Exchange 2019 on Windows Server Core

Microsoft announced the preview build of Exchange 2019 on July 24, 2018. Yes…No one is talking about on-premise solutions anymore. And yes, Gartner predicts that traditional data centers we all love and manage are likely to disappear in 2025 (See here for more). All that because the Cloud is winning the war slowly but surely over any on-premise technology. Even Microsoft, while announcing Exchange Server 2019 Public Preview, empathize about the fact that Office 365 delivers the best and most effective experience compared to the on-premise Exchange.

While this news seems trivial, compared to the trendy new Cloud features announced out there for Office 365, one thing pushed me to try Exchange 2019: the possibility to install it on Windows Server Core. Frankly speaking, I also felt nostalgic about the idea of deploying Exchange from scratch and trying the DIY sort of thing that we used to do while deploying on-premise technologies.

In this short blog series, we will install Exchange 2019 Public Preview on Windows Server Core, try to get used of its interface and do some mail flow testing. Like its old brothers, Exchange 2019 also needs a functional Active Directory environment to be operative, so we’ll go ahead and get this prerequisite ready by installing Active Directory on a Windows Server 2016 box before proceeding with the actual Exchange installation.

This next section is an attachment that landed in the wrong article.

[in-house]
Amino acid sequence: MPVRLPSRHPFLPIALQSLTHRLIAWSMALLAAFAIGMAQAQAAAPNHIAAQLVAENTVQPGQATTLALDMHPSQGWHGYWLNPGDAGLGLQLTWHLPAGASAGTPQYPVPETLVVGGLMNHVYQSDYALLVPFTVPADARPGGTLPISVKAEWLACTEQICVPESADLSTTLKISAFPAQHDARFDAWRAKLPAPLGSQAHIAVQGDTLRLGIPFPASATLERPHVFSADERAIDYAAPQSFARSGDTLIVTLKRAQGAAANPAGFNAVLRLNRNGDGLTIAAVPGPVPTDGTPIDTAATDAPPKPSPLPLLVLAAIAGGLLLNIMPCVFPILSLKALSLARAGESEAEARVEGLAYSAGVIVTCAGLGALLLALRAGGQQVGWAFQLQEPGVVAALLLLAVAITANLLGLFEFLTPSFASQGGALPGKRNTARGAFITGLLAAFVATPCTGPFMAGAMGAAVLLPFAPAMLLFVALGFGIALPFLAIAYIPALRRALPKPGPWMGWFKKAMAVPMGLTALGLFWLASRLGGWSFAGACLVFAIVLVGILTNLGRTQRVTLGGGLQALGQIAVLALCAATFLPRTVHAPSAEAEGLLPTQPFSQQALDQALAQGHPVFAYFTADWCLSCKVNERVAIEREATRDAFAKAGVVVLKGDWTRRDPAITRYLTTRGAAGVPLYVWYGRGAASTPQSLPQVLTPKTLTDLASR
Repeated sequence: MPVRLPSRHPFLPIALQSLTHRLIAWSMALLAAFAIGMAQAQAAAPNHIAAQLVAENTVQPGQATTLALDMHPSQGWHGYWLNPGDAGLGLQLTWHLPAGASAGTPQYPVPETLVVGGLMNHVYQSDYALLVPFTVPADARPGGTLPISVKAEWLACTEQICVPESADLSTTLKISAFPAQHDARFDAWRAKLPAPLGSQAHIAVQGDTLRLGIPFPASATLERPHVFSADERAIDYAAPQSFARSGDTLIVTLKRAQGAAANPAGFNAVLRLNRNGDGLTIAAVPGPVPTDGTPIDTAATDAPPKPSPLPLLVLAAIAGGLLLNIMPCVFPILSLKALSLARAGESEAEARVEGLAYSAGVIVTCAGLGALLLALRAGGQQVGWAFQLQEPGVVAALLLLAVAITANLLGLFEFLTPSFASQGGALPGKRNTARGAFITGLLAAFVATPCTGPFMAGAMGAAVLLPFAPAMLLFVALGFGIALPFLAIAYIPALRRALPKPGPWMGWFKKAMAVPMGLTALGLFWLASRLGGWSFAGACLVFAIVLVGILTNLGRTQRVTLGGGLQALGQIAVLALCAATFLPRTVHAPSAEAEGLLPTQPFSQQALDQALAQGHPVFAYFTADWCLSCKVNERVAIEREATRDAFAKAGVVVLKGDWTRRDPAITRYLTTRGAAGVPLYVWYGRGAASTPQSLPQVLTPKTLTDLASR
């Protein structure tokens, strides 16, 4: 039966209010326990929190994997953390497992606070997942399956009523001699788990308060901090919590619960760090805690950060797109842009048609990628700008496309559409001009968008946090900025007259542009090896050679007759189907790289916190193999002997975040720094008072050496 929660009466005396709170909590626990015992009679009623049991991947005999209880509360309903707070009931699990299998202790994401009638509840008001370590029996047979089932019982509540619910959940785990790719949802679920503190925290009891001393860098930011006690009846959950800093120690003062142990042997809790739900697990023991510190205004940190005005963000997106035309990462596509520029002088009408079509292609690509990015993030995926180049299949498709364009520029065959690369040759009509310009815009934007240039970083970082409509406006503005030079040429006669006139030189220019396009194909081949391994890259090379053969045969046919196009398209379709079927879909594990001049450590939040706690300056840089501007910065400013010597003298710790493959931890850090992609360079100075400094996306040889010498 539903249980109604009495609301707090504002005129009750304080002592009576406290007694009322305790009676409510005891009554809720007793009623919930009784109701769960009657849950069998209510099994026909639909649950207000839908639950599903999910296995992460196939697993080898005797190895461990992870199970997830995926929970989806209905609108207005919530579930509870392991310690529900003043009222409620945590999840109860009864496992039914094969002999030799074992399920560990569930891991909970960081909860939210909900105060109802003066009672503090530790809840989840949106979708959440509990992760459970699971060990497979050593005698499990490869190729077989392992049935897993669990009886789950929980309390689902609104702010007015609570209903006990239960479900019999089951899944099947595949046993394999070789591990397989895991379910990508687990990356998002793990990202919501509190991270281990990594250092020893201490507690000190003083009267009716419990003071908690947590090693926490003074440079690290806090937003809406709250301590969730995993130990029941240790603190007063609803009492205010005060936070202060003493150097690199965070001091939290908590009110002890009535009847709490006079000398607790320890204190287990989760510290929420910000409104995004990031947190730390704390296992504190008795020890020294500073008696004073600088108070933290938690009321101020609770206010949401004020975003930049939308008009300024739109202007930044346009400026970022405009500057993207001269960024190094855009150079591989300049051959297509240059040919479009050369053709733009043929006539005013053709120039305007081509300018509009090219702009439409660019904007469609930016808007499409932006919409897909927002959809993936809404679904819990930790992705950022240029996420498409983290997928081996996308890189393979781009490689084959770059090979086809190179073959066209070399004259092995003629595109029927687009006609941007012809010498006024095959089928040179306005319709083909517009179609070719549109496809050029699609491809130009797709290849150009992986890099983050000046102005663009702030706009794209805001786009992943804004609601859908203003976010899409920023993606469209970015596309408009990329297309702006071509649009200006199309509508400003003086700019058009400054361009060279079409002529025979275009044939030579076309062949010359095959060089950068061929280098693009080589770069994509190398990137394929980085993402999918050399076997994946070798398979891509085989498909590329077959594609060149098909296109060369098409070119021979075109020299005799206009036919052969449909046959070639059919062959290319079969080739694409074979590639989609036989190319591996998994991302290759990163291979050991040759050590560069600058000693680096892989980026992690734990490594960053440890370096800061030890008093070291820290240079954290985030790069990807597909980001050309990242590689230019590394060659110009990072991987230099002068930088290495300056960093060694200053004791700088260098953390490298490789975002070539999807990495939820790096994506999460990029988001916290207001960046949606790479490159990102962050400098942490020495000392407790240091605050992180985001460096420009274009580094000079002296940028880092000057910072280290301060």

Consequently, we will have two servers in our lab. An AD Domain Controller and a functional Exchange Server 2019. As both these servers will be on top of two Windows Server 2016 Core, I will use a Windows 10 machine to access them remotely once all the postpone configuration is done. Here is an overview of we will have.

Server OS IP Use
DC2K16 Windows Server 2016 Core Active Directory Domain Services 2016
EXCH2K19 Windows Server 2016 Core Exchange Server 2019
WIN10 Windows 10 Client PC for management purpose

Note that this build of Exchange 2019 is not intended to be deployed in production yet. This is the Public Preview edition and is not supported by Microsoft for production environment.

1 Comment

  1. Pingback: Installing Active Directory on Windows Server Core – vAdmin-Land

Leave a Comment

Your email address will not be published. Required fields are marked *